I noticed that Cains FA was on sale in the Guest House last night.  It used to be there quite often, but as I haven't seen it on the bar for a good while now, I decided to try a pint.  I was very disappointed:  it used to be a dry golden ale whose taste belied its strength (5%), and I usually stayed on it all night when it was available.  Now it is a mediocre beer, dull-looking with a cloying flavour, and I really can't see much resemblance to the beer I used to like.  The Cains website states:  "A Golden coloured very 'English' golden ale with a beautifully smooth mouthfeel.  Brewed with the finest English malts, the beer is brewed with a fuller flavour to delight the mouth and stimulate the tongue."  Perhaps at one time, but not now.

I have been told that when Cains went into meltdown after their failed reverse takeover of Honeycombe Leisure caused them to be placed in administration in 2008, they couldn't get credit.  As a result, the recipes went out of the window, replaced by the nearest approximations they could manage with whatever cheap ingredients they could lay their hands on for cash.  I've no idea how accurate this is, but there's no doubt in my mind that the beers became uniformly mediocre at around that time.

With several good microbreweries in and around the Merseyside area producing far superior beers, Cains really needs to do a lot better if it wants to be a contender on the local real ale scene.

1st Bothy guests of 2012

Gren Bartley & Tom Kitching are one of the brightest young acts on the folk scene today. Playing music from a remarkably broad range of sources, their new album ‘Boundary’ crosses genres with a healthy disdain for arbitrary pigeon-holing of styles and traditions. Some songs just need to be sung.  Having met at Loughborough University, through presenting a folk show on the campus radio, the duo grew out of a wish to perform the music they loved. Over time, Gren developed a distinctive passionate song writing style that manages to push boundaries, whilst staying respectful to the traditions.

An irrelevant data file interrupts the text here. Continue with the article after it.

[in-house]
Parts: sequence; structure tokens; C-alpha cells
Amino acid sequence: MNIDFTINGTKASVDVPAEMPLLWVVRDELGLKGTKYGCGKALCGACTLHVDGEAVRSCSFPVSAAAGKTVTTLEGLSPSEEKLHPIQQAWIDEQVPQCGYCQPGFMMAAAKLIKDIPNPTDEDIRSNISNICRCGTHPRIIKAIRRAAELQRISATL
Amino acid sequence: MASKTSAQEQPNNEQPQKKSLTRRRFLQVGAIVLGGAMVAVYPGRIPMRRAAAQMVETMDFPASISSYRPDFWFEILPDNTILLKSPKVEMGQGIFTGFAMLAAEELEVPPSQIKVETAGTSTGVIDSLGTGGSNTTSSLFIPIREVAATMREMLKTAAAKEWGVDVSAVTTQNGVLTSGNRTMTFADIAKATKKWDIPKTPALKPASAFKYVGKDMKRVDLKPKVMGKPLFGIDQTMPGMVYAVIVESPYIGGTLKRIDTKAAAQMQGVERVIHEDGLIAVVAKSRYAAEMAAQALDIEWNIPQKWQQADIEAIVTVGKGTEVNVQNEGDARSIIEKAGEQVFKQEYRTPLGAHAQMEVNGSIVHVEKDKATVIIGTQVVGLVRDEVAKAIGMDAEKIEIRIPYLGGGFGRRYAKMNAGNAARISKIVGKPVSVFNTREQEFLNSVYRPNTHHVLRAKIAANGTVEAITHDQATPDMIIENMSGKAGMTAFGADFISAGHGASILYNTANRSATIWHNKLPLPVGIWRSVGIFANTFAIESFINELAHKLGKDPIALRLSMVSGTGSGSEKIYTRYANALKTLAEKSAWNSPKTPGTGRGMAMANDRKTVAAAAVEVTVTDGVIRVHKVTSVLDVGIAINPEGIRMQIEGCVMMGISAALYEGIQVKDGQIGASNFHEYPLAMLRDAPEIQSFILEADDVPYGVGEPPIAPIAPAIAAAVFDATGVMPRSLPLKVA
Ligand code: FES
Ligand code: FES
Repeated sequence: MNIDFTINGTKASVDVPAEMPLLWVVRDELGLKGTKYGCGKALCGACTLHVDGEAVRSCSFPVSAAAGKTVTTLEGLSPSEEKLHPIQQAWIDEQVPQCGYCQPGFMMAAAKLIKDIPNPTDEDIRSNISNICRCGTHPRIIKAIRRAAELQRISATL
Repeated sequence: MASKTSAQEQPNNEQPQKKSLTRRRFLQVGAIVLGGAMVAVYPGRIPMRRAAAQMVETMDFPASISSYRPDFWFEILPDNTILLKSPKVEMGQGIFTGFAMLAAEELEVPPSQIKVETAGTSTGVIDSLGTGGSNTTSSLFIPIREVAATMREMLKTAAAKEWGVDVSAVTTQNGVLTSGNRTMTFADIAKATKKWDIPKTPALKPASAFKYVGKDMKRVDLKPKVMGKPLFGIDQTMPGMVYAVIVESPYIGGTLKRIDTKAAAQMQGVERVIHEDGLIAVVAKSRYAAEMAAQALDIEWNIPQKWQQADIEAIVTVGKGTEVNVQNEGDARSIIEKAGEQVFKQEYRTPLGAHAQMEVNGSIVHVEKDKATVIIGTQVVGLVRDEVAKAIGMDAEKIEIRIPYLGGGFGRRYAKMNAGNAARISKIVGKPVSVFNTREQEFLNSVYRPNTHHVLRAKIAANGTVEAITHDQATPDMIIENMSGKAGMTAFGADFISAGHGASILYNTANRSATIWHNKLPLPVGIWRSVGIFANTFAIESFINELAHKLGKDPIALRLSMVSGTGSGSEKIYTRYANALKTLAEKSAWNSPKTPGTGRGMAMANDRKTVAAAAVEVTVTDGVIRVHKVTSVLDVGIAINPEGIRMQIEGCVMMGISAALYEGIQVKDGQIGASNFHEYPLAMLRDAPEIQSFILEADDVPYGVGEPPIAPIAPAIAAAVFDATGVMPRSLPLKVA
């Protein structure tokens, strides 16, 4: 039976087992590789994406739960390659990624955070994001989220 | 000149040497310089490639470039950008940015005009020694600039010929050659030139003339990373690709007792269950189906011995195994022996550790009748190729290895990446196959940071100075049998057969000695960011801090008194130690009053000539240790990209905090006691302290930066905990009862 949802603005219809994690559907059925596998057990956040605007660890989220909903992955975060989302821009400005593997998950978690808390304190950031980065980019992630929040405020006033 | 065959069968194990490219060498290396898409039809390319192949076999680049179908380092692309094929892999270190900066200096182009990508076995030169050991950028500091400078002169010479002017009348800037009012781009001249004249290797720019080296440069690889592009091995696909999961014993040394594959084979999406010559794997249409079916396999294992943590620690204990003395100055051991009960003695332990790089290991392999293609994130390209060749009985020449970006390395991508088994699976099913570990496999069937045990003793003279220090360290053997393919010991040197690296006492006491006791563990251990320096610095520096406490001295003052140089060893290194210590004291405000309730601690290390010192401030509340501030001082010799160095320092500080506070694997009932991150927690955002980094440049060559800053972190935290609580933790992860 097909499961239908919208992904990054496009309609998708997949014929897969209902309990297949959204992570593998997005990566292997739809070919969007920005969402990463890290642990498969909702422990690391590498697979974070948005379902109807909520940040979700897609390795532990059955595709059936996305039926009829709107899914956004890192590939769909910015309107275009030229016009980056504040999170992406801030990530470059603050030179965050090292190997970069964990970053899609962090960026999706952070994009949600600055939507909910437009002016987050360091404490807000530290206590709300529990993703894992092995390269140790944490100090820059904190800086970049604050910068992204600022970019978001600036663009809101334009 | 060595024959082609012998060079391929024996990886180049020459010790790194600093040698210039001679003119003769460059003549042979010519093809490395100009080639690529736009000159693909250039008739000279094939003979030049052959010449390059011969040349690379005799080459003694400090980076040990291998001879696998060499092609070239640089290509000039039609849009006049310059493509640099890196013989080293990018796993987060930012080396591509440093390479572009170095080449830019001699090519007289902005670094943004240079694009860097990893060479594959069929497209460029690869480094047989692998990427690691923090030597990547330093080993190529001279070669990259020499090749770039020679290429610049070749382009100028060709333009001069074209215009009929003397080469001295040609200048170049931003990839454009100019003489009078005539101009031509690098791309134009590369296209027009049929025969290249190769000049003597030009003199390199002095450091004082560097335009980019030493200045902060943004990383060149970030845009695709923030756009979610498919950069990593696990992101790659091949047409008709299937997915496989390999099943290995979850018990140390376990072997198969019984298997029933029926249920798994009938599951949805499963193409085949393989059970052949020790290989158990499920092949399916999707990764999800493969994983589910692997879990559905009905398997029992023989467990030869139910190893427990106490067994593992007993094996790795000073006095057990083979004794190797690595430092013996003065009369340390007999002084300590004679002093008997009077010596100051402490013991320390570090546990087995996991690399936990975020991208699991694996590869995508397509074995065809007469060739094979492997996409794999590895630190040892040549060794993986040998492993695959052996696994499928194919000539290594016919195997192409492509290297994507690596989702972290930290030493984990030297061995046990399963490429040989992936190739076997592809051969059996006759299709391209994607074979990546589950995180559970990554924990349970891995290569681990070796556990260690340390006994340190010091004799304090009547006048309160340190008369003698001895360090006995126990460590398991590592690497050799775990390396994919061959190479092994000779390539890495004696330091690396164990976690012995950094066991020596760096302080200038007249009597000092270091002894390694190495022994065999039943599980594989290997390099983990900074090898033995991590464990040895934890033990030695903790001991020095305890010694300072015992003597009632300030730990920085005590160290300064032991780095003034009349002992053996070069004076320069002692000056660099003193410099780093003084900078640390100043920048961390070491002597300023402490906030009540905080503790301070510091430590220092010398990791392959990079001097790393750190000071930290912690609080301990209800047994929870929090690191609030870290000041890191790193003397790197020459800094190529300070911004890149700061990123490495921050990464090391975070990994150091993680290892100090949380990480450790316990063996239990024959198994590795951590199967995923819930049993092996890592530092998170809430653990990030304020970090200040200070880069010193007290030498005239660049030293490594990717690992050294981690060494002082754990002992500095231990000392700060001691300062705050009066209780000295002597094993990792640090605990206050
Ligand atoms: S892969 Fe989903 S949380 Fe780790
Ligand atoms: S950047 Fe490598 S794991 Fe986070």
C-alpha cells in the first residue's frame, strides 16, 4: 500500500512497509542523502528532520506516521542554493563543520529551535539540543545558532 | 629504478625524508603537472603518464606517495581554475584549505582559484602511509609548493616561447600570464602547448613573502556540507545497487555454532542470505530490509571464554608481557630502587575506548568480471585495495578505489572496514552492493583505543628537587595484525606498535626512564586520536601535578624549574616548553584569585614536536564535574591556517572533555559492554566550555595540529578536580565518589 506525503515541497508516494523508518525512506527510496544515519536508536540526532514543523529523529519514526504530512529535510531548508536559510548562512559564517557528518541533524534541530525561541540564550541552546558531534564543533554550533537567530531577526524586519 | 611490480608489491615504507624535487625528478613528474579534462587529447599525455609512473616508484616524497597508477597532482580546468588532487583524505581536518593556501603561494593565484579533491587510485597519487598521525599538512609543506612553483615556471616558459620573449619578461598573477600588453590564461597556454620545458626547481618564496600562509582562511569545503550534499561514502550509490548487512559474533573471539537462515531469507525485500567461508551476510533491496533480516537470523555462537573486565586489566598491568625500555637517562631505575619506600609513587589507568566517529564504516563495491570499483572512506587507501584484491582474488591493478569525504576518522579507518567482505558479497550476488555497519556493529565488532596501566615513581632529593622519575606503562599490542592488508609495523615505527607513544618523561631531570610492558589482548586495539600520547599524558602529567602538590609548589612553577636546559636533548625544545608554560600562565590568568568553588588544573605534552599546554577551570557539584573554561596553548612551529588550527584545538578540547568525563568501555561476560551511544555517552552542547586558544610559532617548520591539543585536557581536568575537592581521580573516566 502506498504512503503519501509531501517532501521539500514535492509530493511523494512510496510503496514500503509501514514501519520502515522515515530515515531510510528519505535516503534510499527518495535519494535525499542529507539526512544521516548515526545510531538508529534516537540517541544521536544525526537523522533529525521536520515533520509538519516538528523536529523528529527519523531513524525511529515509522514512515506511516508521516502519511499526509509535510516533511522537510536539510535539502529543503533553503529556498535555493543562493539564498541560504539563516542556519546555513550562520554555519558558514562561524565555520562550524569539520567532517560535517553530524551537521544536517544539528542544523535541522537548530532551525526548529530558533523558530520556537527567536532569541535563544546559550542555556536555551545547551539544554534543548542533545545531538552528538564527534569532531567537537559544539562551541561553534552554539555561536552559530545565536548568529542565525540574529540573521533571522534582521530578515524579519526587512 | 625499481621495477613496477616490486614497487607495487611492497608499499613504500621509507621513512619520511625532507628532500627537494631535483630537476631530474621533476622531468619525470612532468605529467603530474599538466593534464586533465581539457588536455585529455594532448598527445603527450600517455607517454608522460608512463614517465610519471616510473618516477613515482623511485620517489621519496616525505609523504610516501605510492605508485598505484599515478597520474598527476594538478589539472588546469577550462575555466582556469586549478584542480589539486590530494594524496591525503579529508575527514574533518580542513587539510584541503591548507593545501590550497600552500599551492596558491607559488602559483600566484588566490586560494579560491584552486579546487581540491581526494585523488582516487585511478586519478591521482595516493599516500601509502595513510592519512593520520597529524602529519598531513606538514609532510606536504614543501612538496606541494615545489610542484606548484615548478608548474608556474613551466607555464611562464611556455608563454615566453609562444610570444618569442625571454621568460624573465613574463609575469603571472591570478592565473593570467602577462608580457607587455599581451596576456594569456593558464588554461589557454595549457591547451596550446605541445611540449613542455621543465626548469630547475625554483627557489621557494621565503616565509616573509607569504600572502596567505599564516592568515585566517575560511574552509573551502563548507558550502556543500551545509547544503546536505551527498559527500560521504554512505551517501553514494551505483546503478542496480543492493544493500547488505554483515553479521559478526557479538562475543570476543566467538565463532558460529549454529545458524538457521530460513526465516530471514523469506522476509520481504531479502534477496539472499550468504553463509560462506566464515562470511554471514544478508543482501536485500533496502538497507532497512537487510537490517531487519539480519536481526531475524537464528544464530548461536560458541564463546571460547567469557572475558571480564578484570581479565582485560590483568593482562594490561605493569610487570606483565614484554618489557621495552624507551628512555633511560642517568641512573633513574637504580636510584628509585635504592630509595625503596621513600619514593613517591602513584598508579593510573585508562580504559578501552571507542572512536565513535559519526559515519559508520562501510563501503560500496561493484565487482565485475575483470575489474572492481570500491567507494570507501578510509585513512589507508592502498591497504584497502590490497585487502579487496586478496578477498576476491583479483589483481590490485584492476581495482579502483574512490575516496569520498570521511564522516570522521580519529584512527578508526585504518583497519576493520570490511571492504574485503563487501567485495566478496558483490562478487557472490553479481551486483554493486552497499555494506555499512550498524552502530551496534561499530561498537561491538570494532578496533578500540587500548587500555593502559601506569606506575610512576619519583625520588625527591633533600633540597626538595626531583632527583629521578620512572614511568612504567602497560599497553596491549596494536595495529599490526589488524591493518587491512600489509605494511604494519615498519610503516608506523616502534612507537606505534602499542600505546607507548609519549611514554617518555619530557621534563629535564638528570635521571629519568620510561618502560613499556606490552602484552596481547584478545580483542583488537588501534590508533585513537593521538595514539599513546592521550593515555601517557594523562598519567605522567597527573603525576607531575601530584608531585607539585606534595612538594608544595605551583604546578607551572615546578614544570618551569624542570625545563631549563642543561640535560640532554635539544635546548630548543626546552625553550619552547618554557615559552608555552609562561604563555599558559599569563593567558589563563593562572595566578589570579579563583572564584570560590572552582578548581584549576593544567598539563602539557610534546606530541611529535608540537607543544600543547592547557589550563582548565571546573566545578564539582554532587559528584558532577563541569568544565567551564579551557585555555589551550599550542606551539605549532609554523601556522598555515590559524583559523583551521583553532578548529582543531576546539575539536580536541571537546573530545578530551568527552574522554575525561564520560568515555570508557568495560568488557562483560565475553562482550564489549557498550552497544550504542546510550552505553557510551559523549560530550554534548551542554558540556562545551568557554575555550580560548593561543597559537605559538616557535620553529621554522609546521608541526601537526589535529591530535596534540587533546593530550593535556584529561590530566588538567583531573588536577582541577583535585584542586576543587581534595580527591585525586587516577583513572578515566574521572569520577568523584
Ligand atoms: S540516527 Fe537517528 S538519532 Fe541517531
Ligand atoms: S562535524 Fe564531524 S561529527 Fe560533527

Extracts from reviews:

"Bartley proves to be an accomplished songwriter, with a restful voice that lulls its way into the mind and heart."  Allmusic.com.

"The instruments spark, with the combination of the bright fiddle and the acclaimed finger picking style of Bartley giving a lovely flow to the tunes"  Maverick Magazine.

They're at the Bothy this Sunday 8 January at the Park Golf Club, Park Rd West, Southport, PR9 0JS.  The venue serves Thwaites real ale.

Friday, 6 January 2012

An inexpensive night out, if you want it!

I had a meeting on Tuesday in the Falstaff on King Street, Southport, with some CAMRA people to discuss the future of the local branch magazine, Ale & Hearty.  I felt encouraged as there seemed to be a determination to get it published again.  I'd hate to be the editor in charge if it finally collapsed.  The Falstaff, which was at one time my local when it served up to 10 real ales, had just Theakston's Lightfoot on at £2.60 a pint.  It's "a delicious and refreshing, golden ale" according to the brewery website, but to me it was merely inoffensive and unremarkable.  There were four other handpumps which weren't in use.  The place was empty when we arrived and still was when we left.  I do hope this pub can revive, but it's not looking hopeful.